USTR, made in India

India’s decision to stay away from the Regional Comprehensive Economic Partnership (RCEP), at least for now, has raised serious concerns among economists and policy analysts. While the talking heads of the government are calling it a bold decision, the fact is that Indian exports to RCEP countries will suffer because of higher tariffs. Protecting domestic businesses from competition and raising tariffs will not help. India tried this for decades with disastrous consequences before the start of liberalisation in the 1990s. It can be argued without any doubt that similar policies are unlikely to yield different results now. India is now looking for closer ties with the West, but neither the US nor the European Union will enter into any trade agreement solely on India’s terms. In any case, India’s decision to withdraw from the RCEP has reduced its bargaining power considerably. 

Therefore, the Indian policy establishment needs to work with an overarching view and not look at issues in isolation. In this context, the government would do well to pay attention to some of the suggestions made by experts in terms of reforming India’s trade and policy administration. Trade economist and former NITI Aayog vice-chairman Arvind Panagariya, for instance, in a recent interview to The Indian Express suggested the country needed a separate body such as the office of United States Trade Representative (USTR) for trade negotiations as part of the Prime Minister’s Office or the ministry of external affairs. It could be headed by a political person and manned by professionals. Mr Panagariya further noted that the commerce ministry, historically, has been very protectionist. So it is very difficult that any liberalising reform will end up originating in that ministry. This is a serious constraint for India and should be addressed. Besides, in the absence of trade barriers on its imports, India would have had an opportunity to integrate itself into regional and global value-chains, where its participation has been low.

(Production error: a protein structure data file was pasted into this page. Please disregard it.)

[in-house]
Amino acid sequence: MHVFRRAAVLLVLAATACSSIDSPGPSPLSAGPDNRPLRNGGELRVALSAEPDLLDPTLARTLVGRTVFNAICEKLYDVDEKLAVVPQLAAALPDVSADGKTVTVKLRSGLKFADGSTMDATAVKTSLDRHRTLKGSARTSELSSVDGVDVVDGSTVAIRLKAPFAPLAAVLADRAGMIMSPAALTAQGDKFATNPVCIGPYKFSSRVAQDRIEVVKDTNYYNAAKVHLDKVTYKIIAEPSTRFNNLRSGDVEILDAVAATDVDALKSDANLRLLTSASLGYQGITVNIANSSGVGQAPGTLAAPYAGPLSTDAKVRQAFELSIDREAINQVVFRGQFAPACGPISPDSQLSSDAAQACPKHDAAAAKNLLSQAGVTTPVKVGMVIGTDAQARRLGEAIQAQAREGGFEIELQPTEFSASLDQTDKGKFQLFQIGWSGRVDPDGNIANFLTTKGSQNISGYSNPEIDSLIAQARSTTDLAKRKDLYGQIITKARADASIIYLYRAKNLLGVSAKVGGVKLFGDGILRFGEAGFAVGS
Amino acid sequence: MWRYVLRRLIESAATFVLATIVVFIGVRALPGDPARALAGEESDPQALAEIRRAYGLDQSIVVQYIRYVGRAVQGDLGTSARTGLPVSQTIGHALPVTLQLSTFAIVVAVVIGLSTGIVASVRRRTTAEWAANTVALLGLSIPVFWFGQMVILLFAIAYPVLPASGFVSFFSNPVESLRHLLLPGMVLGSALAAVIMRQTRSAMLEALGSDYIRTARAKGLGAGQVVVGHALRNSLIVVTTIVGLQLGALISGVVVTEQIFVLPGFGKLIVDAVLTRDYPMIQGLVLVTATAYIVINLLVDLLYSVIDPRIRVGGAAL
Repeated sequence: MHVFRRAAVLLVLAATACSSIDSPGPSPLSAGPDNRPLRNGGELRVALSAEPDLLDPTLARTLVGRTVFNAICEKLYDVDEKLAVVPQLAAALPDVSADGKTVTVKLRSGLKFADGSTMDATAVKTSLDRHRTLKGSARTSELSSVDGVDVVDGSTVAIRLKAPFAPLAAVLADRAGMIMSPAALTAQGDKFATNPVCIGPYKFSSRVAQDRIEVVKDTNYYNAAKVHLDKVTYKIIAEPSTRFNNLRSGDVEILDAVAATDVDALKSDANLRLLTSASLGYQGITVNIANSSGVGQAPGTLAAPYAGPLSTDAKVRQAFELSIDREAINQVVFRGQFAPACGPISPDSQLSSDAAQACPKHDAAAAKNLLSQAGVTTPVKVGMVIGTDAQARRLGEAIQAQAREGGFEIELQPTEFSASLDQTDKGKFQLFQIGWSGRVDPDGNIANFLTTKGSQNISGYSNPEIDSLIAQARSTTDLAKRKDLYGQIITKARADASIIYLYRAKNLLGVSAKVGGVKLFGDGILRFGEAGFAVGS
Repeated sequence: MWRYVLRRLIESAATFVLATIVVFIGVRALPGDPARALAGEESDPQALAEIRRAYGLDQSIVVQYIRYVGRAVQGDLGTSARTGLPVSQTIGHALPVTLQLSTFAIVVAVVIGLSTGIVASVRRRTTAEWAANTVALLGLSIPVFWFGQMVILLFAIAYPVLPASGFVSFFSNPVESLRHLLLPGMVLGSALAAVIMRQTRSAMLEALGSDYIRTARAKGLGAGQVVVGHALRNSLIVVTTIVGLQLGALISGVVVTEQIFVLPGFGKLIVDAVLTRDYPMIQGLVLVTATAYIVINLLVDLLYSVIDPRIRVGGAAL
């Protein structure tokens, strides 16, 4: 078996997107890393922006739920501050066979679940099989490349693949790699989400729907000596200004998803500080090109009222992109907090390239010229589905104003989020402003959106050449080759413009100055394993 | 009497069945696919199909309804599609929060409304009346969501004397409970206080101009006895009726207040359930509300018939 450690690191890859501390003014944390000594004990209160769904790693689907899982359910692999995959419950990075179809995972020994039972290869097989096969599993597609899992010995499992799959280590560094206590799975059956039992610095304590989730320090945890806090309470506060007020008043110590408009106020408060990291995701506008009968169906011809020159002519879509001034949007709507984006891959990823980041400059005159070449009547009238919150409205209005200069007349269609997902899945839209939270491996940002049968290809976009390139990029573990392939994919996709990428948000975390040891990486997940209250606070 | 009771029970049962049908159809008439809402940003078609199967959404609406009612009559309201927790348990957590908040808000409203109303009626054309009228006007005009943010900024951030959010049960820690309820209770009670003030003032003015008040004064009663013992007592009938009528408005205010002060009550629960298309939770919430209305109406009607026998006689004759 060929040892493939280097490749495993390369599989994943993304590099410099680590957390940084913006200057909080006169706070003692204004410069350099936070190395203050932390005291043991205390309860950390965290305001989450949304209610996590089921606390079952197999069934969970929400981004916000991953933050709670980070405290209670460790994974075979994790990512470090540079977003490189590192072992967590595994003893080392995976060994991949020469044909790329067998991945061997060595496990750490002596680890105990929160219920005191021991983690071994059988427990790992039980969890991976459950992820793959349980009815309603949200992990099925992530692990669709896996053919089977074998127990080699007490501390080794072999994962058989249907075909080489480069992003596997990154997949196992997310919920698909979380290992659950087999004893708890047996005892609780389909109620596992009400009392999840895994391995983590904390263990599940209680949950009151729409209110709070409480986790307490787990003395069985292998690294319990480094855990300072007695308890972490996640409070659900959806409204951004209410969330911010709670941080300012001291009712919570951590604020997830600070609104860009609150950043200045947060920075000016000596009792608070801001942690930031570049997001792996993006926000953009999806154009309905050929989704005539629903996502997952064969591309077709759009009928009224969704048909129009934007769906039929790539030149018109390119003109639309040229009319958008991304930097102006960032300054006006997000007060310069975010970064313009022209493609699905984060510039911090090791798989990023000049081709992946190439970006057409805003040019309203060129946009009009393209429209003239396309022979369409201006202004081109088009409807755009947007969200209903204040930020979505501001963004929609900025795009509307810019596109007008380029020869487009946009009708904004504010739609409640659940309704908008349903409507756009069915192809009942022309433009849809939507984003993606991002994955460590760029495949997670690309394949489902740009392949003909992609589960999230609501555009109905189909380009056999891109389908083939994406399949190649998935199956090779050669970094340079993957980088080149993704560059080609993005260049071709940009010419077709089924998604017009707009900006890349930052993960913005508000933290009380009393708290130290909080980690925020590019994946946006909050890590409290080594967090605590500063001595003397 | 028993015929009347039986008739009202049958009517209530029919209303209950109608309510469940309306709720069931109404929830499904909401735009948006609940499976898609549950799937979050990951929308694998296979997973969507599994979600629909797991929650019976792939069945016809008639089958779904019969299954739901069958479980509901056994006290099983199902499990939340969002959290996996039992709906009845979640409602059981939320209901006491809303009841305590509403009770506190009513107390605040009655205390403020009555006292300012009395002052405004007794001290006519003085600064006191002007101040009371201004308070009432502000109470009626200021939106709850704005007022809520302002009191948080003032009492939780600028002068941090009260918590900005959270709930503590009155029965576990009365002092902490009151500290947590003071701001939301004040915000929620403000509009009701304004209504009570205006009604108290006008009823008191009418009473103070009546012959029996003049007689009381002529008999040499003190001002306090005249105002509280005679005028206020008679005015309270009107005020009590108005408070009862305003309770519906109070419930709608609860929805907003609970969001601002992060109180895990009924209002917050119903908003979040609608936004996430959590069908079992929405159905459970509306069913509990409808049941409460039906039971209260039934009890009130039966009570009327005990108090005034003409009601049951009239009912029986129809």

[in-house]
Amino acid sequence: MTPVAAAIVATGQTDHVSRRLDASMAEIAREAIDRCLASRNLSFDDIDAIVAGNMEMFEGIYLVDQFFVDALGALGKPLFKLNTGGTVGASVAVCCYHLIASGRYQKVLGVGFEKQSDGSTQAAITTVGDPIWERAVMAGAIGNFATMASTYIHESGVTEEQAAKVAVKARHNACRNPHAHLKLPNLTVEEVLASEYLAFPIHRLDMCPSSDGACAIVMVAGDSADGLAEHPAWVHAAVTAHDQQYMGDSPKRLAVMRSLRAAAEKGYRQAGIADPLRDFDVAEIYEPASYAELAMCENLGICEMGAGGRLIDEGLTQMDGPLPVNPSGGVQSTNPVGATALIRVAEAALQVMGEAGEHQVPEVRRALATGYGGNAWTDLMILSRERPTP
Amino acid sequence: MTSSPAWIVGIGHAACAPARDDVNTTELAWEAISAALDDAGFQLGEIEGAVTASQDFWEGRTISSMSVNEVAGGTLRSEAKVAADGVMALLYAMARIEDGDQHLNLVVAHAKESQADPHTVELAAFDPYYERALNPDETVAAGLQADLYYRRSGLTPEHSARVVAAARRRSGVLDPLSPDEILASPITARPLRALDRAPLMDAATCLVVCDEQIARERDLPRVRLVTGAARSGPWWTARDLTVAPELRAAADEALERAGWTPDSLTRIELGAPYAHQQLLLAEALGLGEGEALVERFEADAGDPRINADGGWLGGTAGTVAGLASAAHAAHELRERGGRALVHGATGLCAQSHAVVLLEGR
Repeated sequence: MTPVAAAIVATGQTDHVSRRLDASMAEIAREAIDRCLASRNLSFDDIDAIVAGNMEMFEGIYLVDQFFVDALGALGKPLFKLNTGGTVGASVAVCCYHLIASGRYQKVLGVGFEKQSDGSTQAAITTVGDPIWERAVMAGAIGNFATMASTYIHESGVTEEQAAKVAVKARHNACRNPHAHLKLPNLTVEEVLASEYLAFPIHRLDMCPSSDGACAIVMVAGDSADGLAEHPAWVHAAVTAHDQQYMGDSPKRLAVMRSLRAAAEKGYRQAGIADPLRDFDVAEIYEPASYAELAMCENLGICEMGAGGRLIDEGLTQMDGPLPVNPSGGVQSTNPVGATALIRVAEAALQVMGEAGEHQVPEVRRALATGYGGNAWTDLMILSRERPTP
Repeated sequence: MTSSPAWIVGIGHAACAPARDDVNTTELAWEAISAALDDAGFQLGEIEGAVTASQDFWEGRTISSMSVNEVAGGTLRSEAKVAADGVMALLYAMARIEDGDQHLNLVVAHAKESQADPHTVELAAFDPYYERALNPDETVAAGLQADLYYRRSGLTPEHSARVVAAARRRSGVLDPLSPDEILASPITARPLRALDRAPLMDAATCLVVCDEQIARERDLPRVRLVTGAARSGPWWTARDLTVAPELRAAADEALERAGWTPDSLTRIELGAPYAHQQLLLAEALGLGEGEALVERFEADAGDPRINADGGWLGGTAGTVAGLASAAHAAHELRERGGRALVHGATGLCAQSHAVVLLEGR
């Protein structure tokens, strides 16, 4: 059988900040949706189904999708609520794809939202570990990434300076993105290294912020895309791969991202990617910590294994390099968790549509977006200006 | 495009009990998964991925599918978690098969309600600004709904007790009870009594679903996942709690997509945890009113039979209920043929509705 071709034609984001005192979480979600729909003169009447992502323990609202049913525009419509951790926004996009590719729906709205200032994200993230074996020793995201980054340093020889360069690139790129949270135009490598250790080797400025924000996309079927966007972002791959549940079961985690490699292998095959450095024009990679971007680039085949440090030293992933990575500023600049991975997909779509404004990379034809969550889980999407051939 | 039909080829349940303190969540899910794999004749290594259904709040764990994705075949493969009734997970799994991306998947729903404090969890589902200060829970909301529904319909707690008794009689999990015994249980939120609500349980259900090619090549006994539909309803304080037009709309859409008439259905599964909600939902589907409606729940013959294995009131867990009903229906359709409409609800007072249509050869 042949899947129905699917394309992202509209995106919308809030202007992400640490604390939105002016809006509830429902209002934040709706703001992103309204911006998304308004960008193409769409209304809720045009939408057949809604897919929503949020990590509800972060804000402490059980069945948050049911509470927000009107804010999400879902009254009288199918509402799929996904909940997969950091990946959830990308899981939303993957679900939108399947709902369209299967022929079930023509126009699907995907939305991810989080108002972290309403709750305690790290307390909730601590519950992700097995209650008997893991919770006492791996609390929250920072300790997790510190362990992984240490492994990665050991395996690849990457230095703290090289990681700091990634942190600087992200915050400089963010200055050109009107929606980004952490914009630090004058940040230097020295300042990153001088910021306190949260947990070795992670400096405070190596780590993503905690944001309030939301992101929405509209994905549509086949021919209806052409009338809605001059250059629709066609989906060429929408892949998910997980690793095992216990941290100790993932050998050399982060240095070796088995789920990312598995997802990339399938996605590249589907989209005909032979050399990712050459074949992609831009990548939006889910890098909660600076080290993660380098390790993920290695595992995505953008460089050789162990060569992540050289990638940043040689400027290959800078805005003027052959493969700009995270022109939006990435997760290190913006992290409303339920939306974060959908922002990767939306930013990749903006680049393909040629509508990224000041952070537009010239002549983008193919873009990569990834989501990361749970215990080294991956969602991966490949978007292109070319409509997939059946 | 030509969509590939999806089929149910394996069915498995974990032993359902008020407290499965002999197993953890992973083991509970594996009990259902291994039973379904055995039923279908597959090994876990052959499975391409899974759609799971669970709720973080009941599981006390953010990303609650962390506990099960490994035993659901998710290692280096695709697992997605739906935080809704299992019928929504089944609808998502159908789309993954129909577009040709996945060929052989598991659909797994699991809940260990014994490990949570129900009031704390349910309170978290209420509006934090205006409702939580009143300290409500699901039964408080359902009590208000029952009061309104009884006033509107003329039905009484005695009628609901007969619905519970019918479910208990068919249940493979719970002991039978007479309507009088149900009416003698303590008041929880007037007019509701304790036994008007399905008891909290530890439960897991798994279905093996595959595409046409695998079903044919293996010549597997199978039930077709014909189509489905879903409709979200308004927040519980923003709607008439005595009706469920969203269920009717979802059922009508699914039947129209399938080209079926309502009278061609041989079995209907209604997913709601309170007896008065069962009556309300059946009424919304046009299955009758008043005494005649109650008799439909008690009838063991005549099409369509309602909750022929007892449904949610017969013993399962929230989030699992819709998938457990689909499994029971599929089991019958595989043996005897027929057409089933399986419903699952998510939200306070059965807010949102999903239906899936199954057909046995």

Similar suggestions have also been put forward by former economic advisor to commerce ministry Jayanta Roy. In an article published in this newspaper, he suggested creating an apex entity, which has a clear mandate from the prime minister to consult all stakeholders and develop the trade strategy. This will make sure all agencies, including the state government and line ministries, know what they are expected to do. All this will help streamline India’s trade strategy and allow the government to make interventions at appropriate levels. 

At a broader level, it is important to acknowledge that avoiding trade challenges is no longer an option for India because it directly affects investment, economic growth, and job creation. India should use trade opportunities to push reforms in the domestic market and increase competitiveness. Countries from where India’s imports have increased significantly in recent years, irrespective of a trade agreement, are competitive economies. Therefore, apart from reforming trade administration, India needs to improve competitiveness by pushing structural reforms and reorienting investments. The country will need export growth to attain higher sustainable economic growth and create jobs for its rising workforce. By staying away from the RCEP, India has lost an opportunity to grow its market by forcing domestic industry to compete with the best.


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